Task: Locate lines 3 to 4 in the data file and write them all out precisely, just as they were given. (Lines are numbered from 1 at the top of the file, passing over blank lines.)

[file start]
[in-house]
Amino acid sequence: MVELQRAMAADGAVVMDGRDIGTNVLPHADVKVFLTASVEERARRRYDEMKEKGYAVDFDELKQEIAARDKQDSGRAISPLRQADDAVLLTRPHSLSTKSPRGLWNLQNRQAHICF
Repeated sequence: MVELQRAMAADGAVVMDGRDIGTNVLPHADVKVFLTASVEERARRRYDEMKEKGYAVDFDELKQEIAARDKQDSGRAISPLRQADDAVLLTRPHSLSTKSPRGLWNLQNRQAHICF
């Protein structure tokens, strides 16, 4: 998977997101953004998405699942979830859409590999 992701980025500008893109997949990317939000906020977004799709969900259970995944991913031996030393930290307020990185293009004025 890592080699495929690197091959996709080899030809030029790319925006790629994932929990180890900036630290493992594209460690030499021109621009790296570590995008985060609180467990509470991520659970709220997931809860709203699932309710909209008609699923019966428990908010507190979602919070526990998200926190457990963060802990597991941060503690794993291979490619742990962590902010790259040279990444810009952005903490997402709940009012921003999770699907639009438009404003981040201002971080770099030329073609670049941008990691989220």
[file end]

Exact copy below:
Repeated sequence: MVELQRAMAADGAVVMDGRDIGTNVLPHADVKVFLTASVEERARRRYDEMKEKGYAVDFDELKQEIAARDKQDSGRAISPLRQADDAVLLTRPHSLSTKSPRGLWNLQNRQAHICF
């Protein structure tokens, strides 16, 4: 998977997101953004998405699942979830859409590999 992701980025500008893109997949990317939000906020977004799709969900259970995944991913031996030393930290307020990185293009004025 890592080699495929690197091959996709080899030809030029790319925006790629994932929990180890900036630290493992594209460690030499021109621009790296570590995008985060609180467990509470991520659970709220997931809860709203699932309710909209008609699923019966428990908010507190979602919070526990998200926190457990963060802990597991941060503690794993291979490619742990962590902010790259040279990444810009952005903490997402709940009012921003999770699907639009438009404003981040201002971080770099030329073609670049941008990691989220």